TGIF1 Gene: History
Please note this is an old version of this entry, which may differ significantly from the current revision.

TGFB induced factor homeobox 1: The TGIF1 gene provides instructions for making a protein called TG-interacting factor. This protein is important for normal development of the front part of the brain (forebrain).

  • genes

1. Normal Function

The TGIF1 gene provides instructions for making a protein called TG-interacting factor. This protein is important for normal development of the front part of the brain (forebrain). TG-interacting factor is a transcription factor, which means that it regulates the activity of certain genes. This protein turns off genes by attaching (binding) to specific regions of DNA or by interacting with other DNA-binding proteins.

TG-interacting factor regulates signaling pathways that are important for embryonic development. This protein blocks the signals of the transforming growth factor beta (TGF-β) pathway. This signaling pathway transmits chemical signals from the cell surface to the nucleus, which allows the environment outside the cell to affect how the cell produces other proteins. TG-interacting factor also blocks a molecule called retinoic acid from regulating gene activity. Retinoic acid, a form of vitamin A, binds to a group of transcription factors that regulate a number of genes important for early development. By blocking these signaling pathways, TG-interacting factor ensures that certain genes are turned off at the proper time.

2. Health Conditions Related to Genetic Changes

2.1. Nonsyndromic holoprosencephaly

At least 13 mutations in the TGIF1 gene have been found to cause nonsyndromic holoprosencephaly. This condition occurs when the brain fails to divide into two halves (hemispheres) during early development. TGIF1 gene mutations are the fourth most common cause of nonsyndromic holoprosencephaly. These mutations disrupt the protein's ability to bind with DNA or interact with other proteins. As a result, TG-interacting factor cannot block the signals of the TGF-β pathway and retinoic acid. If the signals involved in forebrain development are not properly regulated, the brain does not separate into two hemispheres. The signs and symptoms of nonsyndromic holoprosencephaly are caused by abnormal development of the brain and face.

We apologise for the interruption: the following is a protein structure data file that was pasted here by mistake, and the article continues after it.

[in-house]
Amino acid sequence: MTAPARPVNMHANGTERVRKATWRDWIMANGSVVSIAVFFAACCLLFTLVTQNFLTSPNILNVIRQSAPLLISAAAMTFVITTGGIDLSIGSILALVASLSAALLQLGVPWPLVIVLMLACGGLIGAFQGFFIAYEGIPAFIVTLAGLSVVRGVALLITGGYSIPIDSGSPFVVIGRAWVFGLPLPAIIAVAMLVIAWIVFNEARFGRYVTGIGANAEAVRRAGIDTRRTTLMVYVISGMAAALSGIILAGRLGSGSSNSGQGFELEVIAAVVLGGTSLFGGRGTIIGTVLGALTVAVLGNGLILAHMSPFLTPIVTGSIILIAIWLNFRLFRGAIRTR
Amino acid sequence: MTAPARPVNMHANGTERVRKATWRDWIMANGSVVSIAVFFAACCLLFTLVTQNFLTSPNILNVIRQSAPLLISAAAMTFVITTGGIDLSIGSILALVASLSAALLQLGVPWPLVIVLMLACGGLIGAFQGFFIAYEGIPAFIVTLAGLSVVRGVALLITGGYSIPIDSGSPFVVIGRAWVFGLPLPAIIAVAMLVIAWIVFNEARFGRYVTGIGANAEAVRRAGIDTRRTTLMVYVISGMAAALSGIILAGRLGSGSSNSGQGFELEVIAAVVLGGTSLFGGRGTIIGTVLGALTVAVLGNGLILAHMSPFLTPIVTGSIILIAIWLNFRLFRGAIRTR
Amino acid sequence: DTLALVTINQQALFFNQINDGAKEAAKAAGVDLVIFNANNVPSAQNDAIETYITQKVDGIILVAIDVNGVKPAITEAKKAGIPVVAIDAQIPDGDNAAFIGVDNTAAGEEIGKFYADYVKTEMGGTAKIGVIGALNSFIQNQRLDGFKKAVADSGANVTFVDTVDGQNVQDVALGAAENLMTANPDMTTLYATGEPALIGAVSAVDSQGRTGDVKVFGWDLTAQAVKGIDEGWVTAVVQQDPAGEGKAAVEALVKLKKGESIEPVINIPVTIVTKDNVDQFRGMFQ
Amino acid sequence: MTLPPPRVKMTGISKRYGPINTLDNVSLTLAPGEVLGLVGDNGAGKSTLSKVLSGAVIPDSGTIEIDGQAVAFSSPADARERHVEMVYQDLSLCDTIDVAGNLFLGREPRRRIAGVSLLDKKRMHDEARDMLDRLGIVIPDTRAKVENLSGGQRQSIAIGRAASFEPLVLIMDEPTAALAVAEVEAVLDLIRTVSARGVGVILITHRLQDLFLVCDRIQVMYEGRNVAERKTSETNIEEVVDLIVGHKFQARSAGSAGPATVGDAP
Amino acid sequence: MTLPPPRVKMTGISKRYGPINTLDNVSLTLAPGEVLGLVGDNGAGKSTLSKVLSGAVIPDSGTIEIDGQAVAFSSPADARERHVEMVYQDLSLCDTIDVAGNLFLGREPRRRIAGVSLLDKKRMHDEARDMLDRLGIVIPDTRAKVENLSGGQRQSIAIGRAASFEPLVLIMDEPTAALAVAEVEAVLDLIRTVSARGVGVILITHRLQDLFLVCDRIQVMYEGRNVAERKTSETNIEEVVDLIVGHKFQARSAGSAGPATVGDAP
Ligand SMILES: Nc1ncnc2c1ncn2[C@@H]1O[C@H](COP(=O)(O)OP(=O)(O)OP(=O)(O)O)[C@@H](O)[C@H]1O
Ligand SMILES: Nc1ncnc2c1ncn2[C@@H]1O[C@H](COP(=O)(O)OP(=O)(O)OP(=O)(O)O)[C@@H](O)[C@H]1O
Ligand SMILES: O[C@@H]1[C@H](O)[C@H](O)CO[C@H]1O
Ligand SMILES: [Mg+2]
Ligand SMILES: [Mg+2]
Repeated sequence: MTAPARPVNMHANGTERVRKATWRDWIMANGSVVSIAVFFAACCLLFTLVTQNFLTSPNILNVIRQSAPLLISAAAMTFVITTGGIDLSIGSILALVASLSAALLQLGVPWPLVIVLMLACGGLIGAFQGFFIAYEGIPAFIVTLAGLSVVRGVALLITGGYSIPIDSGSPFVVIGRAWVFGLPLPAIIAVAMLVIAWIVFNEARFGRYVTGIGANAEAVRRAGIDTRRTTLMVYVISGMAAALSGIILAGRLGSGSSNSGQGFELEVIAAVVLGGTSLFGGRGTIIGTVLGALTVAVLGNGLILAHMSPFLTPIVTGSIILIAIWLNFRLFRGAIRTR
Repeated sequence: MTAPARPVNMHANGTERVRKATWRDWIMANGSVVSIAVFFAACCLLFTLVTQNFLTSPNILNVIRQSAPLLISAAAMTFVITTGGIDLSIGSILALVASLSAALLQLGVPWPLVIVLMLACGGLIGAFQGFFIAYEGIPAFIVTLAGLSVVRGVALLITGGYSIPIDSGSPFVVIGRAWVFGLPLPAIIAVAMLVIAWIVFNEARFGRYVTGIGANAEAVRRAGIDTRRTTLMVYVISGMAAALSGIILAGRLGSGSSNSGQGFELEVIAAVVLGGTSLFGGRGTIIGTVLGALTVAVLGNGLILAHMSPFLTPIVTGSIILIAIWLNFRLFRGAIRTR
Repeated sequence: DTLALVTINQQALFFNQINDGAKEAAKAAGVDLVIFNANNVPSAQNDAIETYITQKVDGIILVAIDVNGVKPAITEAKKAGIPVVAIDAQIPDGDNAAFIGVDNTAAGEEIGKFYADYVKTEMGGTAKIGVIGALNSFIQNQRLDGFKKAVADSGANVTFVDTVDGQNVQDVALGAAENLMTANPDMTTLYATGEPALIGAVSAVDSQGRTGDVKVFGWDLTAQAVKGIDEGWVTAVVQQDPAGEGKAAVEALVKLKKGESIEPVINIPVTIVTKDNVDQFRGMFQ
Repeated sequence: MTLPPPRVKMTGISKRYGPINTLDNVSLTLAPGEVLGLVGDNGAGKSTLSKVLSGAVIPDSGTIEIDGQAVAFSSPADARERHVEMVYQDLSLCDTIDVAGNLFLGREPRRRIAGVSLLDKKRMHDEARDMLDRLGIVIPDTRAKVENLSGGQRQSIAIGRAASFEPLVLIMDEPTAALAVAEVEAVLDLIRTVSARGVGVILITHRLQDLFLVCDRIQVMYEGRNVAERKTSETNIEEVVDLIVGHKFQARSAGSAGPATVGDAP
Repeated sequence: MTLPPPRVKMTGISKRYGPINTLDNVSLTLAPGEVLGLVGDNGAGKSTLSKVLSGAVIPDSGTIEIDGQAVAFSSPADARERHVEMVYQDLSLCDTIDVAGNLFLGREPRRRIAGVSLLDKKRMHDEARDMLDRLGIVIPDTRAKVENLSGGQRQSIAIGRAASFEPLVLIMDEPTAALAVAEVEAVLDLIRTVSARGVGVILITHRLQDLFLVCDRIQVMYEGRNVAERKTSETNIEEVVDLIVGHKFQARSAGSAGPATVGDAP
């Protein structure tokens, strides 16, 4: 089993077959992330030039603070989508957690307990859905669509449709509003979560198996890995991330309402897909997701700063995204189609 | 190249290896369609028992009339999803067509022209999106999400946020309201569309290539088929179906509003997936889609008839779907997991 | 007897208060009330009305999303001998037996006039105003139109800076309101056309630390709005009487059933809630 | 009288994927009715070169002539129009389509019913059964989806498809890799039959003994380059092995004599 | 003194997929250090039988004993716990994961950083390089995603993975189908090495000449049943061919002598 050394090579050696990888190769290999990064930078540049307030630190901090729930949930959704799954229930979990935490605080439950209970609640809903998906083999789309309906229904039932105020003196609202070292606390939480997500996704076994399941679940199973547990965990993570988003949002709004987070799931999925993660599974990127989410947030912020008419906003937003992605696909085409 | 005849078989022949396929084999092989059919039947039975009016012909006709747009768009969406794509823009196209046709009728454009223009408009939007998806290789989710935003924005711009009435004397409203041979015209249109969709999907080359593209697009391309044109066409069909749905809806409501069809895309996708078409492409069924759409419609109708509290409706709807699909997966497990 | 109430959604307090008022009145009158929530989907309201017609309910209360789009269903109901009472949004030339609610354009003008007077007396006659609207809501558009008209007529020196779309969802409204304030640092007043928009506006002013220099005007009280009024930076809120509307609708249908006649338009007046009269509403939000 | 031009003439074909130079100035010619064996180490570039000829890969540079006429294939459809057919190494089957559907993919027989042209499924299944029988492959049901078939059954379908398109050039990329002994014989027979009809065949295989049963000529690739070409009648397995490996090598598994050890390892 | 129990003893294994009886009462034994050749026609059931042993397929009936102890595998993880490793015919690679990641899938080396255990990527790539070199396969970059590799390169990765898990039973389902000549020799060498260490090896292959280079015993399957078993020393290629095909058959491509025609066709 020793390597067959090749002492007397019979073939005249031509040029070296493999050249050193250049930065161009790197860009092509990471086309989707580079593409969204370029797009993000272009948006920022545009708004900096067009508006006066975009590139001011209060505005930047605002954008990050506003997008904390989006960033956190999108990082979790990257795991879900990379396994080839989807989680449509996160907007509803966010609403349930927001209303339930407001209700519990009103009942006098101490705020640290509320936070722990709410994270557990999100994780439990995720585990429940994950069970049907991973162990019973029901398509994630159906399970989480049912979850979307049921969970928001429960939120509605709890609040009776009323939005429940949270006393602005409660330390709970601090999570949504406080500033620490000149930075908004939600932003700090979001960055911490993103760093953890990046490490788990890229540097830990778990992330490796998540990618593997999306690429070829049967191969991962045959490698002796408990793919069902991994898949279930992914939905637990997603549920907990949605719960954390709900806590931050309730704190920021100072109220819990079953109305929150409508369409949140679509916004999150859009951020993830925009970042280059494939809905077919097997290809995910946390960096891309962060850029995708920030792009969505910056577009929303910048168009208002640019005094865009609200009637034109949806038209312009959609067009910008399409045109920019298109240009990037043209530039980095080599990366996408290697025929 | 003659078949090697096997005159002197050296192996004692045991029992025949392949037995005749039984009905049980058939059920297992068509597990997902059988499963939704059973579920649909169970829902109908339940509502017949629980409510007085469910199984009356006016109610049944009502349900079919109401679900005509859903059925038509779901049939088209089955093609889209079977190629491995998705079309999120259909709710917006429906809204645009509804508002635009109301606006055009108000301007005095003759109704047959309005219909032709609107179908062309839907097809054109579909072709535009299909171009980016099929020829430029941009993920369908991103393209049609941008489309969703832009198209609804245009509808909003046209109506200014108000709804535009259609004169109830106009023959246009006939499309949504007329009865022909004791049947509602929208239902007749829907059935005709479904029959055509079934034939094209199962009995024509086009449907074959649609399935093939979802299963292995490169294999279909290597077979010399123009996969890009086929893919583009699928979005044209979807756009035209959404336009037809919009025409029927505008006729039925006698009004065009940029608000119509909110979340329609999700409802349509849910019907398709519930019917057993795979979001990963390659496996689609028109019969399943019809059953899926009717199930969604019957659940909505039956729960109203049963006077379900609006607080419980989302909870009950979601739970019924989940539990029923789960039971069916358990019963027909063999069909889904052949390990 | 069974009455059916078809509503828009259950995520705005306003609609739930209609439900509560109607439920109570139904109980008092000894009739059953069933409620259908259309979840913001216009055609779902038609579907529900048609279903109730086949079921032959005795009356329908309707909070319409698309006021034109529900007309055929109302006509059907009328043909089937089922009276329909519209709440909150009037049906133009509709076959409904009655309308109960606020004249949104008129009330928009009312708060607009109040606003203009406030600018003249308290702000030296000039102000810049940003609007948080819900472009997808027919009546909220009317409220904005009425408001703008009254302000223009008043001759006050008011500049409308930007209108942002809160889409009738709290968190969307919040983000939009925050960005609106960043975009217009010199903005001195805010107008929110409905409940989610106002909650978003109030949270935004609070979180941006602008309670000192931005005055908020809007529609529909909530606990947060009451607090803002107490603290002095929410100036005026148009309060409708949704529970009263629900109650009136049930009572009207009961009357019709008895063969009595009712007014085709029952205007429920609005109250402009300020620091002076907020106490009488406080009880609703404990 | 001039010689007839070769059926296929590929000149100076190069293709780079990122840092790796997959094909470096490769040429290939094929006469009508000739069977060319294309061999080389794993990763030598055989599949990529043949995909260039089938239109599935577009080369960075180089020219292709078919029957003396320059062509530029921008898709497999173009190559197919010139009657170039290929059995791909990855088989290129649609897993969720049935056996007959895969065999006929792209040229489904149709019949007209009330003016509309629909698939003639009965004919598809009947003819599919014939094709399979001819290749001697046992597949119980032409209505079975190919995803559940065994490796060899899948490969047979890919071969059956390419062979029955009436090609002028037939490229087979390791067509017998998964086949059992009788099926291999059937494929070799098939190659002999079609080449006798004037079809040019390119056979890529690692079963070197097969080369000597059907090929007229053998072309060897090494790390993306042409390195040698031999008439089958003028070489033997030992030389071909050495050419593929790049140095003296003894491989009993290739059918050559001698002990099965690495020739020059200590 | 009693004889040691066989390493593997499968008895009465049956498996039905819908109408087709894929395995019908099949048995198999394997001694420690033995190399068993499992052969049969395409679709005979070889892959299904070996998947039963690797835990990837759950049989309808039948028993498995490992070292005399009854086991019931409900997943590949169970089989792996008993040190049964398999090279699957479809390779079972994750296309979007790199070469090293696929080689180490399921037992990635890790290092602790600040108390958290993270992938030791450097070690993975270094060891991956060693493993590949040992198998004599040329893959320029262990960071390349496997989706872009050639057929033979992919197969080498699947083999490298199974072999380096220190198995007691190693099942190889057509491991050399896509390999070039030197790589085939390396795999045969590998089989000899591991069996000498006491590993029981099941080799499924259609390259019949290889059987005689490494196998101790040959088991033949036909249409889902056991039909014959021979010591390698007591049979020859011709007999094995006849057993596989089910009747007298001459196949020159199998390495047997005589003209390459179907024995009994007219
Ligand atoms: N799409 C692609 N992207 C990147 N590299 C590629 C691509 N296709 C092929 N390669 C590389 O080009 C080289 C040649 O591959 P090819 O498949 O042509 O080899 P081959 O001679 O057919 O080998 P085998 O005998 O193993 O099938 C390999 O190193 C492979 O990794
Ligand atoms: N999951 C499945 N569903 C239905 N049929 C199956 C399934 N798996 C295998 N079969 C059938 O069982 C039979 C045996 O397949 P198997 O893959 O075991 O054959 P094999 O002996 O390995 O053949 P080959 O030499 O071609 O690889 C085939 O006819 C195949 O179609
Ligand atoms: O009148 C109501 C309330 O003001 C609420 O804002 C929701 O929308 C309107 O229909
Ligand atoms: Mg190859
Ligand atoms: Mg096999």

3. Other Names for This Gene

  • 5'-TG-3' interacting factor
  • 5'-TG-3'-interacting factor 1
  • homeobox protein TGIF
  • homeobox protein TGIF1
  • HPE4
  • MGC39747
  • MGC5066
  • TALE homeobox TG-interacting factor
  • TGFB-induced factor homeobox 1
  • TGIF
  • transforming growth factor-beta-induced factor

This entry is adapted from the peer-reviewed paper


  1. Aguilella C, Dubourg C, Attia-Sobol J, Vigneron J, Blayau M, Pasquier L,Lazaro L, Odent S, David V. Molecular screening of the TGIF gene inholoprosencephaly: identification of two novel mutations. Hum Genet. 2003Feb;112(2):131-4.
  2. Dubourg C, Bendavid C, Pasquier L, Henry C, Odent S, David V.Holoprosencephaly. Orphanet J Rare Dis. 2007 Feb 2;2:8. Review.
  3. El-Jaick KB, Powers SE, Bartholin L, Myers KR, Hahn J, Orioli IM, Ouspenskaia M, Lacbawan F, Roessler E, Wotton D, Muenke M. Functional analysis of mutationsin TGIF associated with holoprosencephaly. Mol Genet Metab. 2007Jan;90(1):97-111.
  4. Gripp KW, Wotton D, Edwards MC, Roessler E, Ades L, Meinecke P, Richieri-CostaA, Zackai EH, Massagué J, Muenke M, Elledge SJ. Mutations in TGIF causeholoprosencephaly and link NODAL signalling to human neural axis determination.Nat Genet. 2000 Jun;25(2):205-8.
  5. Roessler E, Muenke M. The molecular genetics of holoprosencephaly. Am J MedGenet C Semin Med Genet. 2010 Feb 15;154C(1):52-61. doi: 10.1002/ajmg.c.30236.Review.
  6. Solomon BD, Mercier S, Vélez JI, Pineda-Alvarez DE, Wyllie A, Zhou N, Dubourg C, David V, Odent S, Roessler E, Muenke M. Analysis of genotype-phenotypecorrelations in human holoprosencephaly. Am J Med Genet C Semin Med Genet. 2010Feb 15;154C(1):133-41. doi: 10.1002/ajmg.c.30240. Review.
  7. Tekendo-Ngongang C, Muenke M, Kruszka P. Holoprosencephaly Overview. 2000 Dec 27 [updated 2020 Mar 5]. In: Adam MP, Ardinger HH, Pagon RA, Wallace SE, BeanLJH, Stephens K, Amemiya A, editors. GeneReviews® [Internet]. Seattle (WA):University of Washington, Seattle; 1993-2020. Available from
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